• University of Exeter experts believe declassified photographs taken during covert surveillance may herald a new era for archaeological discovery
Declassified spy photography has uncovered a long-lost Eastern frontier built by the Romans dating from the second century AD.The site of the wall, which once stood over three metres tall with numerous forts along its length is situated in Romania.

Named Trajan's Rampart, the long wall ran 60 kilometres from the Danube to the Black Sea and isconsidered the most easterly example of a man-made frontier barrier system in the Roman Empire.Built in the mid-second century AD the wall once stood eight-and-a-half metres wide and over 3-and-a-half metres high, including at least 32 forts along its course.


Declassified spy photography (pictured) has uncovered an Eastern frontier built by the Romans dating from the second century AD. The site of the wall, which once stood over three metres tall with numerous forts along its length is situated in Romania. Here you can see the square outline of forts along its length


Who built these ancient metal pipes deep inside a mountain cave?

© io9
It's one of the great mysteries of the ancient world. Mt. Baigong in the Qinghai Province of China is crowned by a strange pyramid-like structure, full of caves that contain perfectly symmetrical, time-eaten metal pipes. They're inserted deep into the rock, and seem to feed into a nearby lake.

Could it be . . . aliens? According to Atlas Obscura, that's a common belief:
The rusty tubes, ranging from needle-size to 16 inches in diameter, reach from deep inside the mountain to a saltwater lake 260 feet away. Many of the hollow pipes are uniform in size and seem to be placed purposefully. The ancient objects are embedded deep enough into the mountain wall and floor to preclude modern human handling. The inhospitable environment surrounding the mountain sees only the occasional nomad. Unless these wanderers developed secret advanced metallurgy skills, the pipes were not formed by human hands.


Thirteenth century "vampire" remains discovered in Bulgaria

© HispanicallySpeakingNews
Remains found in Perperikon, Bulgaria.
The skeleton of a man who lived between the 13th and 14th centuries, and had an iron stake driven into his chest to prevent him from becoming a vampire was found in Bulgaria, archaeologists said.

The finding was made at the ancient urban complex in Perperikon, located in southern Bulgaria, chief archaeologist Nikolay Ovcharov said.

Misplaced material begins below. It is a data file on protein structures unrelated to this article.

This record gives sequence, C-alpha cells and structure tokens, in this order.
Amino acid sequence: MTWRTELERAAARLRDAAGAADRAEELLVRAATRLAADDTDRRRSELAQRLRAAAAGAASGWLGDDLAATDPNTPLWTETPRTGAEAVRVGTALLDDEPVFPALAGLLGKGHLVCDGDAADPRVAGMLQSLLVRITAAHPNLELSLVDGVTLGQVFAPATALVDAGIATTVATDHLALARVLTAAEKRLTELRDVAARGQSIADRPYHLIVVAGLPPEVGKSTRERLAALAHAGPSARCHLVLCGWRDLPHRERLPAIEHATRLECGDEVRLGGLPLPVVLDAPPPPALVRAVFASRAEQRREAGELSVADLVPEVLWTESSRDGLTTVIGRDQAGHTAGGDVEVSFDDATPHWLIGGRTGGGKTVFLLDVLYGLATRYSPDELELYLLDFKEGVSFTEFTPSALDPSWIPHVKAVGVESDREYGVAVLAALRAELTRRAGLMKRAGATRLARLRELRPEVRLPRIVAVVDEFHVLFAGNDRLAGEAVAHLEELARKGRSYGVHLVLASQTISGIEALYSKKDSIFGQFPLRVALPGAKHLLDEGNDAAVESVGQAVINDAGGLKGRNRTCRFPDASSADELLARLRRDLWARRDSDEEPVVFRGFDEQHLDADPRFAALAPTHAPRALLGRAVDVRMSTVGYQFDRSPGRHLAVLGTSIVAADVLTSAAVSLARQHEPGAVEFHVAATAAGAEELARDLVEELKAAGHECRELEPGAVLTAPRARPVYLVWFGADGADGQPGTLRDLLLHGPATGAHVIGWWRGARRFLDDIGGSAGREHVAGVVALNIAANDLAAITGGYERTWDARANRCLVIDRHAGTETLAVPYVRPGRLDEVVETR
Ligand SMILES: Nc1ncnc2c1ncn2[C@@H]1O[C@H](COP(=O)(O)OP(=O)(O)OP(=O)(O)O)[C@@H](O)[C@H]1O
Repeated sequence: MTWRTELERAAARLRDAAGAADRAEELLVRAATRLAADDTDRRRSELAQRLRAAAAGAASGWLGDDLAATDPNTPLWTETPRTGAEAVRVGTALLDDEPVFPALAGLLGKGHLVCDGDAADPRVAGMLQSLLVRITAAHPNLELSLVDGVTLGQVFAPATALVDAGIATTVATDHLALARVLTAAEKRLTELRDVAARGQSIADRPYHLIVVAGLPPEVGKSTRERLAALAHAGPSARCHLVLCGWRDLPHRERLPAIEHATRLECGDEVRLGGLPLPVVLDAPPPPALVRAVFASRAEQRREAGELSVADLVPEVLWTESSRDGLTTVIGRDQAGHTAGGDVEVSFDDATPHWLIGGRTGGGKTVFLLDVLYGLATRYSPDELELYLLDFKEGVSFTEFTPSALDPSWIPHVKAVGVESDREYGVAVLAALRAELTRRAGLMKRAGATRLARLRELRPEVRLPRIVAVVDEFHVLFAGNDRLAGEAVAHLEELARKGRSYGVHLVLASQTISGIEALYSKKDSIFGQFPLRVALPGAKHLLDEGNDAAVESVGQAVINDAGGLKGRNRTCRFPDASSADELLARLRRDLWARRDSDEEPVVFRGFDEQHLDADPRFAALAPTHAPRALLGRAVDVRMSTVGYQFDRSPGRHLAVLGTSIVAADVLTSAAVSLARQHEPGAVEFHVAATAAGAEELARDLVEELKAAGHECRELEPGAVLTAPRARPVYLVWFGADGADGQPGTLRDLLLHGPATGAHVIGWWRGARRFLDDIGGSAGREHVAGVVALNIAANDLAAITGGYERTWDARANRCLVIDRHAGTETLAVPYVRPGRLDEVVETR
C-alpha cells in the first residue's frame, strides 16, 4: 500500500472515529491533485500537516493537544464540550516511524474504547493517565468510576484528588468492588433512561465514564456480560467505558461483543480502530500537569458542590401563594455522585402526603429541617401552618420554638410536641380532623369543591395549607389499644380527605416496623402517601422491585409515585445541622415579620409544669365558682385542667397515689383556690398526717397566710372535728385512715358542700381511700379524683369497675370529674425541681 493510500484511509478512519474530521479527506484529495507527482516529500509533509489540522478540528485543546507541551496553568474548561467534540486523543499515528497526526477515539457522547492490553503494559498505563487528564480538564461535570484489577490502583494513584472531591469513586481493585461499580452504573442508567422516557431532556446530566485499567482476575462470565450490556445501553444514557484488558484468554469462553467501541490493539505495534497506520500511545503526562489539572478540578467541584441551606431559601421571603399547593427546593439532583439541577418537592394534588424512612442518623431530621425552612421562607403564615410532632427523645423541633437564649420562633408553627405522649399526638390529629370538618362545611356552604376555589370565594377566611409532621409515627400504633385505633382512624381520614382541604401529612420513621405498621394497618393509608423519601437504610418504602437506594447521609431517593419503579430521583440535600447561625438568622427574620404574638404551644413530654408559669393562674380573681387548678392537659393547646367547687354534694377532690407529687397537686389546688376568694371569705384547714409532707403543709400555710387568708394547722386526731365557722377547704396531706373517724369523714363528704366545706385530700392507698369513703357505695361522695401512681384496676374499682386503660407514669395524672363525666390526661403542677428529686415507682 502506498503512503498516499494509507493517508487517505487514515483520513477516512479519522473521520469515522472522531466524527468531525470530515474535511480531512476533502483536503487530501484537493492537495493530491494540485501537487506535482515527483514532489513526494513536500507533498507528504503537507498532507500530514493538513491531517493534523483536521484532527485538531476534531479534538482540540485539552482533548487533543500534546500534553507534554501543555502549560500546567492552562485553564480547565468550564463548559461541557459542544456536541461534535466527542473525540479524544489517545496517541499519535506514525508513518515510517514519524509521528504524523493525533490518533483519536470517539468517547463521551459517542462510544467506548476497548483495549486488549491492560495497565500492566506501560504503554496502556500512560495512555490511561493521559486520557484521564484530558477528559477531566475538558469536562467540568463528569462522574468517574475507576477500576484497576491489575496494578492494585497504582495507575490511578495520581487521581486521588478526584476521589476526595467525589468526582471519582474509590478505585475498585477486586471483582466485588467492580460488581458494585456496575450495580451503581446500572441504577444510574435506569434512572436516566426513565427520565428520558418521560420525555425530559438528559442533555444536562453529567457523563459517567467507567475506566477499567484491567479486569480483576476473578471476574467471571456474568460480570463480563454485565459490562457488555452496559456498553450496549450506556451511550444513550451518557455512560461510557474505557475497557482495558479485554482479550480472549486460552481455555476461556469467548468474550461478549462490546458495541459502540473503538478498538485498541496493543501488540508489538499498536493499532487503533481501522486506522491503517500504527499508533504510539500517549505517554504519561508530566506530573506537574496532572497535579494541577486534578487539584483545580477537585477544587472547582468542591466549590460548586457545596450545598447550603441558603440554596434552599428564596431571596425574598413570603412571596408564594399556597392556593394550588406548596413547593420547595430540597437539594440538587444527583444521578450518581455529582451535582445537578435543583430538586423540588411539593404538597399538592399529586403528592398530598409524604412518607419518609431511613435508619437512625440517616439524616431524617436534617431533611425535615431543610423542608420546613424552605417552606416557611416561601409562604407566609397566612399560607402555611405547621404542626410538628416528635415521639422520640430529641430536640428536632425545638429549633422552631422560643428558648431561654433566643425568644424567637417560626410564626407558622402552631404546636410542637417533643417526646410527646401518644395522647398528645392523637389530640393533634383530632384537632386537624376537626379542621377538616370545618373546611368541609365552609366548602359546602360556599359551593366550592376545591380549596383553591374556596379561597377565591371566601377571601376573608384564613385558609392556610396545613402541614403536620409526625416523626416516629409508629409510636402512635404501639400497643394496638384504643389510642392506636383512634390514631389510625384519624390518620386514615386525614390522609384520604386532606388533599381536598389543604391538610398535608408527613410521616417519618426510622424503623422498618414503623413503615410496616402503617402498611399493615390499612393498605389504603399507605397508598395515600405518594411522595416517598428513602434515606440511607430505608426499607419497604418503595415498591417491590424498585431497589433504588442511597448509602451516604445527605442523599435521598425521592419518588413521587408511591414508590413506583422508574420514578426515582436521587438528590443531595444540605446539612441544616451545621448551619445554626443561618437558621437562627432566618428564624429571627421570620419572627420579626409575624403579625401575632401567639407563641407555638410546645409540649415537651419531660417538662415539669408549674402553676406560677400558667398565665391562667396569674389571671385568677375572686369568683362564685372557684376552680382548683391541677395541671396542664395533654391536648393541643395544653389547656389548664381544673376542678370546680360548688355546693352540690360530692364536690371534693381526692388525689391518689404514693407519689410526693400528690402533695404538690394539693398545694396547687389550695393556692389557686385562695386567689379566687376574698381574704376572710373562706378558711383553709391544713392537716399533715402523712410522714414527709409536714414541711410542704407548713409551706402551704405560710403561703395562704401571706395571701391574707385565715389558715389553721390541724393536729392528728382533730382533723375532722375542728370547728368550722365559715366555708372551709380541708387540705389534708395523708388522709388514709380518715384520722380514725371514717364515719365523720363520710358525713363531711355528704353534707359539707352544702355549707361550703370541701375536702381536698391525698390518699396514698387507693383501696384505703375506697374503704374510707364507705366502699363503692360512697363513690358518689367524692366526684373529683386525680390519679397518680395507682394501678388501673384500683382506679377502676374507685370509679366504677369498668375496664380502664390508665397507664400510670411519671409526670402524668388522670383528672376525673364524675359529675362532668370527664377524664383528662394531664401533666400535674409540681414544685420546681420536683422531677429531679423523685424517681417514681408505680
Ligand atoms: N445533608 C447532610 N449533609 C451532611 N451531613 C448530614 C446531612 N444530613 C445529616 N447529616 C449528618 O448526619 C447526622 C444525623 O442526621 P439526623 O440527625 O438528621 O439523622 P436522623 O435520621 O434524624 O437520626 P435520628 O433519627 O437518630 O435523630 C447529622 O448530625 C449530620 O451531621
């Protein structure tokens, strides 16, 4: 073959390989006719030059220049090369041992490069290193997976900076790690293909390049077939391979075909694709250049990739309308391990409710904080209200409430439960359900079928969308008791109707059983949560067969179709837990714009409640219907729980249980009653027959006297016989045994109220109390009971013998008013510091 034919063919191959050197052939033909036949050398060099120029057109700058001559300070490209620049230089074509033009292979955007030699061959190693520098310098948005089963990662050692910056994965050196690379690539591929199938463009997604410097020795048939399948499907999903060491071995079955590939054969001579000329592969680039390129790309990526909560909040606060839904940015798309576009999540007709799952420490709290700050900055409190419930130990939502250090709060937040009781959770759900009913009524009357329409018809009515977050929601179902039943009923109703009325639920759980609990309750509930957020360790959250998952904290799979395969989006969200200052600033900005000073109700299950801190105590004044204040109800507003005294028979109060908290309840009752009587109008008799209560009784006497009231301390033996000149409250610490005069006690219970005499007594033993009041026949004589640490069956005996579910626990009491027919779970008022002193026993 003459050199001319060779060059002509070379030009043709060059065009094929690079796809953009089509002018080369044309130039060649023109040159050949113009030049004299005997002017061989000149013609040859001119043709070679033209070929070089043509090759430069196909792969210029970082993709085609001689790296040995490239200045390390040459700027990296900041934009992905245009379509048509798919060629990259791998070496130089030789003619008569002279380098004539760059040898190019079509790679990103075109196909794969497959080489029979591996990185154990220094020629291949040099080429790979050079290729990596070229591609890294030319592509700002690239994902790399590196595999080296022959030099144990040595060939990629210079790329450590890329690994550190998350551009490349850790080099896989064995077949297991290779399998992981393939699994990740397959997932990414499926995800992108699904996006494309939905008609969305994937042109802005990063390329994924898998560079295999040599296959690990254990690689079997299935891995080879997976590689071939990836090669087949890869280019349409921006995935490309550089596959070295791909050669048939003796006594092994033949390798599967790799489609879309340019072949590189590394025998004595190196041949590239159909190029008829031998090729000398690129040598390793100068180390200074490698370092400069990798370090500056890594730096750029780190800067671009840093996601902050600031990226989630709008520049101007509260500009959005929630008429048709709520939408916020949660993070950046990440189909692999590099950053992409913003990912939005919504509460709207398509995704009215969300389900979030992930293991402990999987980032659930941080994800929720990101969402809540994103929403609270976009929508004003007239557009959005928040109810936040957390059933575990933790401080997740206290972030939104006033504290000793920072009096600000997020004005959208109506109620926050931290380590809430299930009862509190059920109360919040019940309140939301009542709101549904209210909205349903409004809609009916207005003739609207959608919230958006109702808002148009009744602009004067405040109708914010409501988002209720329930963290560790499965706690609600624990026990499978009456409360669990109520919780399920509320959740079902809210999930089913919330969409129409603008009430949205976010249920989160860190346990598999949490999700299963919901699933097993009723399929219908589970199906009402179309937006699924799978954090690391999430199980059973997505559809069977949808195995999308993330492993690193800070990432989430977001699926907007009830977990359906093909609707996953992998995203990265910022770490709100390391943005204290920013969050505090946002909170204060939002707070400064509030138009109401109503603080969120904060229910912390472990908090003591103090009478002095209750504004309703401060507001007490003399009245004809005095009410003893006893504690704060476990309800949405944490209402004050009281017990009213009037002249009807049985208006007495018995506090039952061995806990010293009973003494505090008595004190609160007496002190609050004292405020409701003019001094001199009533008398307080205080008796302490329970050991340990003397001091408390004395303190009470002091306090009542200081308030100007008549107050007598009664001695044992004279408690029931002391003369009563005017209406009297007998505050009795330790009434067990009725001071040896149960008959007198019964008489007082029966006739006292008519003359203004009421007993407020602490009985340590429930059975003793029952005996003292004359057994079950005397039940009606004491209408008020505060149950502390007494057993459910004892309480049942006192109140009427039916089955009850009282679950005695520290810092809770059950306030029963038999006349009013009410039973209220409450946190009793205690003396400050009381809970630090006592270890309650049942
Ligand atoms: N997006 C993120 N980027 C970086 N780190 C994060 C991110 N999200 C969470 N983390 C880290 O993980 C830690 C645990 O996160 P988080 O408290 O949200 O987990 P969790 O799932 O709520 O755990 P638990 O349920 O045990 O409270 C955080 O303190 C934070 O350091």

"The man who was buried was between 35 and 40 years old. Bronze coins we found between his teeth show the period he lived in. He had an iron stake driven into the left side of his torso, between the neck and the chest," Ovcharov told the Standart news agency.

Vampire beliefs from pagan times were preserved by Orthodox Christians in the Balkans during the Middle Ages, when people thought that iron and wooden stakes could be driven into the heart of a dead person to prevent them from becoming vampires.

Another "vampire" was found in June 2012 in Sozopol, a small city on the shores of the Black Sea. An iron stake had been driven into the heart of the man, who lived in the 8th or 9th centuries.

The ritualistic driving of a stake into the heart may have been performed on people considered evil or who engaged in practices not understood by society, such as scientific or medical research, Bulgarian National History Museum director Bozhidar Dimitrov told Efe last year.

People at the time believed that after dying "these persons turned into vampires and tortured and tormented the living, and they drank their blood in the night," Dimitrov, who discovered the remains, said.


Melting snow reveals Iron Age sweater

© Marianne Vedeler/Museum of Cultural History, University of Oslo.
The Iron Age tunic.
A boat neck sweater made of warm wool and woven in diamond twill was a dominating fashion trend among reindeer hunters 1,700 years ago, according to researchers who have investigated an extremely well preserved Iron Age tunic found two years ago under melting snow in Norway.

Announced last March, the finding has been detailed in the current issue of the journal Antiquity.

"Due to global warming, rapid melting of snow patches and glaciers is taking place in the mountains of Norway as in other parts of the world, and hundreds of archaeological finds emerge from the ice each year," Marianne Vedeler, from the University of Oslo, Norway, and Lise Bender Jørgensen, from the Norwegian University of Science and Technology in Trondheim, wrote.


'No single center where modern day humans originated, even within Africa'- anthropologist

© YouTube Screenshot
Homo sapiens were not the only kind of humans to reside on this planet. Two experts in the field exposed to the Voice of Russia that other forms of humans died out due to poor social networking and climate. Interbreeding between Homo sapiens and Neanderthals went on hundreds and thousands of years ago, making modern humans around one percent Neanderthal according to the newest book on evolution, Lone Survivors.

"There is no single center where we originated even within Africa, our origins were kind of composite, a patchwork, Professor Chris Stringer, author of Lone Survivors and Researcher at the Natural History Museum in London said and added, "So different bits of Africa contributed to what we call today modern humans."

The new theory on how present day humans came to be, according to the book Lone Survivors, is that we came from Africa and then journeyed from there. However, we are not full bred modern humans, as we all have a microscopic percentage of Neanderthal DNA in us, if originally from Europe.

Though, Australians and New Guineans have an extra ingredient in their DNA, from an archaic human known as the Denisovans. This group was discovered in a cave in Siberia, and those with the Denisovan gene, also have Neanderthal and modern human roots tied to them.

It was more than likely that interbreeding made it possible for certain humans, who were not used to the environment, to have offspring that would survive through disease and other possible debilitating factors of the region.